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Tuesday, March 29, 2011

Exchanging - Part 2

I think takes a very brave soul to be an exchange student. These very young adults come from all over the world, leaving behind everything they know. They come into a stranger's home, speaking a foreign language, knowing no one and full of hope for great things from their stay with their host families. I can't imagine the fear they have to overcome to leave their homes and families behind. These students are brave beyond their years.

Most of the students never have to realize how brave they are. They are reeled into their host family, hook, line and sinker. A small minority, though, has to tap a reserve of strength I am not sure they even knew they had. A small minority of exchange students are kept on the outside of their families looking in. They are not embraced from the beginning. They are left to find their own way in the United States, with no safety net. Their bravery is put to the test.

When we volunteered to be a host family for a year, we volunteered to be Jan's parents for the year. To me, volunteering to be his host mom meant treating Jan like one of my own kiddos. All of us in this program volunteered to be host families and host parents ~ VOLUNTEERED. Not one signle family was forced to host their exchange student. Yet there are host students in our area who are suffering through the year with families who make them feel they are a burden to the family. These are families who count every mile they drive their student. They count every penny they spend feeding their student. I don't count every mile or every penny with my own kids, (I would go insane!) why would I do it with Jan? There are host students who suffer through the year in host families filled personality conflicts which are left unresolved. These are families who who leave their students on the outside of their family looking in. The students who are treated as a burden and who are left on their own because the parents don't want to work through conflicts break my heart. These kids come into a host family's home looking for an opportunity of a lifetime, instead they are treated to a crash course in bravery and courage. These students may not be our own flesh and blood kids but they are still just kids. They deserved to be treated with as much love, tolerance and respect as we treat our own kids.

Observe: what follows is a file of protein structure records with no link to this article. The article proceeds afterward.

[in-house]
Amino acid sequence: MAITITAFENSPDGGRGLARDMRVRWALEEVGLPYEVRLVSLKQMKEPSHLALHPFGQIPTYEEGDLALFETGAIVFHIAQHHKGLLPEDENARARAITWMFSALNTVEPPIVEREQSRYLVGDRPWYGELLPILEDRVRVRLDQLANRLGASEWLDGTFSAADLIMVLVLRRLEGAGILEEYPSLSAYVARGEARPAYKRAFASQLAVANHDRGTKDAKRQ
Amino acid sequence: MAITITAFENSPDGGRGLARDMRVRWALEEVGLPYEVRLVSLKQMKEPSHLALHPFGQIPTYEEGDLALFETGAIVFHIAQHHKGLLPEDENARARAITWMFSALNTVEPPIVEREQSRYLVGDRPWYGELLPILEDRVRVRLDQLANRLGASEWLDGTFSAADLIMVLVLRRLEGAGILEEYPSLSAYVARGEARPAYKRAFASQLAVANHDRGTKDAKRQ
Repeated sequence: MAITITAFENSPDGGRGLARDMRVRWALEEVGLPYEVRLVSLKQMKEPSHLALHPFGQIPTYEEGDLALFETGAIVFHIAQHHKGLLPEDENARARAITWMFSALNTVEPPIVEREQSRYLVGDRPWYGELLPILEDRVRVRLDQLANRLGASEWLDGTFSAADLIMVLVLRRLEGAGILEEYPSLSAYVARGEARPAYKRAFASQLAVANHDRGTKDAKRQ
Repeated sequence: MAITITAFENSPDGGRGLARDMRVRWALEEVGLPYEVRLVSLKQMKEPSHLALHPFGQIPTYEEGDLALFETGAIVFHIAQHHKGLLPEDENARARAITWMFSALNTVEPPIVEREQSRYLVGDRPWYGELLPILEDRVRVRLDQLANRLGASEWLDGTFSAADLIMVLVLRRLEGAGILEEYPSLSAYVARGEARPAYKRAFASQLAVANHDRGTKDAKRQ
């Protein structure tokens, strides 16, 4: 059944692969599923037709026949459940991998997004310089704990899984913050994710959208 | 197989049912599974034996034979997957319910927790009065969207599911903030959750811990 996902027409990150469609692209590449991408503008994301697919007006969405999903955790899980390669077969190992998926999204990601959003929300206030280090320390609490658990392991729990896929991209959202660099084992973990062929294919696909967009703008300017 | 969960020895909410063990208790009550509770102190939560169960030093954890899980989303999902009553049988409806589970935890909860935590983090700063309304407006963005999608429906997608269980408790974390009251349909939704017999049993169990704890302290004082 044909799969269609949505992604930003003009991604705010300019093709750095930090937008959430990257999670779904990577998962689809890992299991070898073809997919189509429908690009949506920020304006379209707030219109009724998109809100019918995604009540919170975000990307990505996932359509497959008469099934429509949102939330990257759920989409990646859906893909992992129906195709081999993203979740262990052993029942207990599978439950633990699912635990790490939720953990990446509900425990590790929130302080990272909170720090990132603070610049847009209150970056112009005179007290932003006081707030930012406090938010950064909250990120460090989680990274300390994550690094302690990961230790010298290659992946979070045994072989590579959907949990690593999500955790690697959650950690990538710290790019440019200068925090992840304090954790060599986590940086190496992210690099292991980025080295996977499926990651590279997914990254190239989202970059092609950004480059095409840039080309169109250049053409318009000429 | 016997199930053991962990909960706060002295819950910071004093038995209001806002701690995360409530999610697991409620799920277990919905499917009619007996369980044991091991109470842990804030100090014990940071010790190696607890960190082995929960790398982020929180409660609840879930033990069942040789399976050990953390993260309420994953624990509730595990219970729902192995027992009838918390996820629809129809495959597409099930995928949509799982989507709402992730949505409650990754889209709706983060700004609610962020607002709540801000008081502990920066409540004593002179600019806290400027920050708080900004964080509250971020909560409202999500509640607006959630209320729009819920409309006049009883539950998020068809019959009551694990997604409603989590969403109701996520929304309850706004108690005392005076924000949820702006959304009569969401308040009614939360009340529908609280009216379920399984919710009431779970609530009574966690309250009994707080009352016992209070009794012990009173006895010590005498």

I am not saying Stan and I are perfect or we have done everything right this year. It has been hard work and sometimes I screwed up. Sometimes I was cranky and irritable at the thought of having to drive one more kid one more place, having to sign one more set of papers or do one more load of laundry. There were times I snapped at all of the kids because chores weren't done, homework was put off until the last minute or they were running so far behind in the morning it caused them to miss the bus. I certainly haven't been perfect, but in every one of these situations I tried to put myself on the other side. What if one of my kids wanted to be an exchange student? How would I want my child to be treated in another family? Would I want my child to be treated like a burden or would I want my child to be treated with love and respect? I will continue to screw up and get irritated, I am sure, but I will also try very hard to continue to work as a family to solve any conflicts. It is what families do, they work together to solve problems.

As parents, we don't get to choose who our children are. We don't get to choose their eye color, hair color or personality. As parents, though, we do get shape our kids and help mold them into who they are. We may not always like what they do but we love who they are and we love them ~ most of the time. When we signed up to be a host family, we got to choose a little bit. We were able to read Jan's profile and talk with him on Skype but we didn't KNOW him. We weren't the ones who shaped and help mold him so we knew there could be times where we wouldn't like what he did or how he behaved, just like one of our own kids, but we made the choice to bring him into our home. We made the choice to treat him like one of our own kids. We chose, from the very beginning, to work through any issues in our year with Jan ~ that is what you do in a family. You make it work and you work it out. As parents, we chose to bring our kids into the world and we chose to bring Jan into our home so we love them ~ most of the time.

Oh, for the love of our very brave exchange student...

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